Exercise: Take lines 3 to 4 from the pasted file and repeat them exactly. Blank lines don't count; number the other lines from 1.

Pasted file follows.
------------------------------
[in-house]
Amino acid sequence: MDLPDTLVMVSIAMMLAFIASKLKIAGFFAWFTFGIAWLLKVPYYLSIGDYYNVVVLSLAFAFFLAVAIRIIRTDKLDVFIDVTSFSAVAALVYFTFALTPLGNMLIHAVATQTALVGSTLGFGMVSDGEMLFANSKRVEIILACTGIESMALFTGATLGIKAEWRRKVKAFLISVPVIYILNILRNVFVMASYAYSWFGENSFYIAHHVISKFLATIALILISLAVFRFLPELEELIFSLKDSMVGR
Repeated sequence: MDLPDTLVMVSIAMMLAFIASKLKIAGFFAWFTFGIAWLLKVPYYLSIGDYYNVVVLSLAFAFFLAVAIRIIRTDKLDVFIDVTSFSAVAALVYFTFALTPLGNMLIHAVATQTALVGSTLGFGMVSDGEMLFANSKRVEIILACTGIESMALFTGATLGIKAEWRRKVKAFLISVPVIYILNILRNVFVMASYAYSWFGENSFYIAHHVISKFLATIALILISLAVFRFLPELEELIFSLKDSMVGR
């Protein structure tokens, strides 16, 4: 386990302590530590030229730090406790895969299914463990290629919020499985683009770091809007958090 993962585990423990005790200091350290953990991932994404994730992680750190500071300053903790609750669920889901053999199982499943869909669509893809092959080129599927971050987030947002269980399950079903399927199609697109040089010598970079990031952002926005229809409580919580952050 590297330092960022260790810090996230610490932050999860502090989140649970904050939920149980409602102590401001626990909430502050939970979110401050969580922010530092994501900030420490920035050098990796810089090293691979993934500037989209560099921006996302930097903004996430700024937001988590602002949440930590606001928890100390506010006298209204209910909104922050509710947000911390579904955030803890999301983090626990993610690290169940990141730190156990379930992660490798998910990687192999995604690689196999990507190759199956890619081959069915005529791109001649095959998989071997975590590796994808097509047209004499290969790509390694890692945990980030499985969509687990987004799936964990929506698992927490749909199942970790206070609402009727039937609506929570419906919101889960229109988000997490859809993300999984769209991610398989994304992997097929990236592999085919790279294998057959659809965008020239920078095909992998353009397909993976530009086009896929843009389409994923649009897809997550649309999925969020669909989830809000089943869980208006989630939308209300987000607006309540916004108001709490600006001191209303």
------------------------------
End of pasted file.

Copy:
Repeated sequence: MDLPDTLVMVSIAMMLAFIASKLKIAGFFAWFTFGIAWLLKVPYYLSIGDYYNVVVLSLAFAFFLAVAIRIIRTDKLDVFIDVTSFSAVAALVYFTFALTPLGNMLIHAVATQTALVGSTLGFGMVSDGEMLFANSKRVEIILACTGIESMALFTGATLGIKAEWRRKVKAFLISVPVIYILNILRNVFVMASYAYSWFGENSFYIAHHVISKFLATIALILISLAVFRFLPELEELIFSLKDSMVGR
């Protein structure tokens, strides 16, 4: 386990302590530590030229730090406790895969299914463990290629919020499985683009770091809007958090 993962585990423990005790200091350290953990991932994404994730992680750190500071300053903790609750669920889901053999199982499943869909669509893809092959080129599927971050987030947002269980399950079903399927199609697109040089010598970079990031952002926005229809409580919580952050 590297330092960022260790810090996230610490932050999860502090989140649970904050939920149980409602102590401001626990909430502050939970979110401050969580922010530092994501900030420490920035050098990796810089090293691979993934500037989209560099921006996302930097903004996430700024937001988590602002949440930590606001928890100390506010006298209204209910909104922050509710947000911390579904955030803890999301983090626990993610690290169940990141730190156990379930992660490798998910990687192999995604690689196999990507190759199956890619081959069915005529791109001649095959998989071997975590590796994808097509047209004499290969790509390694890692945990980030499985969509687990987004799936964990929506698992927490749909199942970790206070609402009727039937609506929570419906919101889960229109988000997490859809993300999984769209991610398989994304992997097929990236592999085919790279294998057959659809965008020239920078095909992998353009397909993976530009086009896929843009389409994923649009897809997550649309999925969020669909989830809000089943869980208006989630939308209300987000607006309540916004108001709490600006001191209303």